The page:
I don’t know, something about books or mattresses…

Last week, we had a work picnic and my colleague A and I were trying to be good seeds and put up the volleyball net, along with a member of our staff. Turns out, those things are not the simple unpack-and-use items I thought they were. We decided to, ahem, read the directions. And it goes a little something like this:

Jenn: Let’s look at the directions. Let’s “go to the books”, as they say in ‘The Godfather.’

A: Um, I think that was, ‘Let’s go to the mattresses.’ Yeah, it was definitely ‘Let’s go to the mattresses.

Jenn: Oh. Um. Oh.
Laughter ensues on everyone’s part, except the confused staff member who has not seen this movie, yet is smiling politely anyway.

Jenn: God, that movie would’ve had such a different outcome, had they gone to the books, right? I mean, really. Also, I’m a moron. And a terrible Italian.

A: Hey, where did THIS cord come from?, motioning to yellow mystery cord with attached lawn spike. A smooth transition, indeed.

Looks like even I’m not immune to overconfident misquotations. Maybe I should get into politics.

"This volleyball net is impossible to put up, sir. Can you help?" "No, who the hell do I look like, Ask Jeeves? Go to the books, er...mattresses."

Things I’ve learned about myself in the past 48 hours.

Everyone knows I love a good list, so here it goes:

1)I have a max capacity for number of secrets shared with me in a given week.
-And that number is one. Today alone, two people shared big secrets with me. It makes me physically uncomfortable to sit on that much knowledge. It’s the psychological equivalent of needing to unbutton my pants after Thanksgiving. Since having given up my former M.O. of the assumption that “don’t tell anyone” means “tell one person; namely, your bestie or significant other”, it’s become that much more difficult. I think it’s in my best interest (and yours, if you’re telling the secret) to share before 10am. Chances are, no one else has gotten to me first, and you won’t be met with a “LALALA, I CAN’T UNHEAR THAT!!!” Good grief. Go to confession, and unpack it there. Or to an out-of-the-way bar. Don’t bait me with a “Guess what?”, let me bite, me thinking that it’ll be something innocuous, only to hit me with something big. I just can’t.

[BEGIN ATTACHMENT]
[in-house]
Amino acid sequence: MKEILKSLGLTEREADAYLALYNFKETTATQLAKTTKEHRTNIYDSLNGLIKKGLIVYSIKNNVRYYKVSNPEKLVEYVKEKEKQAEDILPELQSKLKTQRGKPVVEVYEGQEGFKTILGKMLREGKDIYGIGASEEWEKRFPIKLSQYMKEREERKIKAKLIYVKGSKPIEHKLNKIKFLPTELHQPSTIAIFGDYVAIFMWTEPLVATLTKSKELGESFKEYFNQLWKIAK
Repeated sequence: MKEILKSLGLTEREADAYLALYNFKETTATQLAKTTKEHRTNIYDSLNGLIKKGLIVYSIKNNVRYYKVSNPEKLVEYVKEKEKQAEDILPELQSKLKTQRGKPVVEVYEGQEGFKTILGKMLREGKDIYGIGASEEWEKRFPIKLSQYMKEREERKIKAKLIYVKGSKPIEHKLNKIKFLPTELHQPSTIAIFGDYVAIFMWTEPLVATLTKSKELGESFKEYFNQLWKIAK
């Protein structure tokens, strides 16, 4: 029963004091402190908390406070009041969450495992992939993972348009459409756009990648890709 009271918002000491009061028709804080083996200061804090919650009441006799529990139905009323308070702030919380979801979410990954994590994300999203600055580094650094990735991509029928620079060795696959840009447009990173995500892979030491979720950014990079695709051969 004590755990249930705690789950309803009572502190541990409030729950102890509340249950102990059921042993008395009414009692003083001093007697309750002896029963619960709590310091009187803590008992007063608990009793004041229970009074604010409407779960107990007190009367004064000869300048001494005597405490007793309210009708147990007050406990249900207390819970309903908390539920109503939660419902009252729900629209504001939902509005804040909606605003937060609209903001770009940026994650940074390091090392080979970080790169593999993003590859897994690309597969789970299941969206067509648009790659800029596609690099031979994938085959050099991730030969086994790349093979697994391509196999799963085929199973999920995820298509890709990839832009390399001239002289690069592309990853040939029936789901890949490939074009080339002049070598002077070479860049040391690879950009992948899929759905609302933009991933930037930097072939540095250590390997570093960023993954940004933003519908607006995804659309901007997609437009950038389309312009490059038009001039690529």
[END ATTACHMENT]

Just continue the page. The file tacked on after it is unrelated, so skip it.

2)I texted the following words to someone tonight: “Need dinner. Want cookies. Settling for a gin & tonic and some bread.” And was only partially trying to be funny.-I’m not sure when I became a frat boy, but this latest illness, coupled with being left to my own devices, has me eating like a maniac, and paying ZERO attention to what I’m putting into my body. G&T and bread-like some sort of lowbrow communion feast. I think what shames me the most, is that I totally wasn’t kidding. But in my defense, the bread WAS whole grain. I need to get my act together.

3)Social media is giving me anxiety.-The fact that there are people in this world that are submersed in social media for a living makes me want to blow my brains out. Facebook, fine. OK. Everyone (well, mostly everyone-those 50plus-ers notwithstanding) has a decent handle on that. But, oh God, Twitter. I started actively using it yesterday, and I swear to Ted Kennedy that I have never felt so overwhelmed by something so seemingly simple. Tweets, tweets and more tweets, with slashes and HASHTAGS (don’t get me started on that) and all sorts of coded jumble I don’t even understand. There’s apparently some sort of communication occurring, but who the hell can figure it out? #Dumbass. I honestly don’t know if this is going to work out. Especially if nprnews doesn’t stop posting something every .24 seconds. It plays into two of my biggest areas of compulsion in life-a hatred of clutter (you’re clogging my feed repeatedly), and the need to perform perfectly (I want to be Twitter-proficient, and right now, I’m basically scribbling with a Crayola, while everyone else is painting a masterpiece). And the nightmare called Tumblr? That made my ears get hot. Although, it may be due to the fact that my first encounter with it was on some teenage girl’s page, where she was chronicling her “journey” to anorexia, and an 85 lb. goal weight. That’s a whole different ball of wax, though, and all I can say is that that’s what I get for clicking with wild abandon on seemingly innocent Pinterest pictures to find the origin of the content. Sidebar: SO, SO glad I’m not a high schooler in today’s world. Jesus.

4)In summation, I need a vacation. From work, from people, from technology.
-Sure, I’ll probably need a blow dart tranquilizer to enjoy myself, but I think the rest could be good for me.

FEMA, lunatics running amok on the campaign trail, and baking with a Nyquil high.

Just get me a respirator and a squeegee, I’ll do it myself.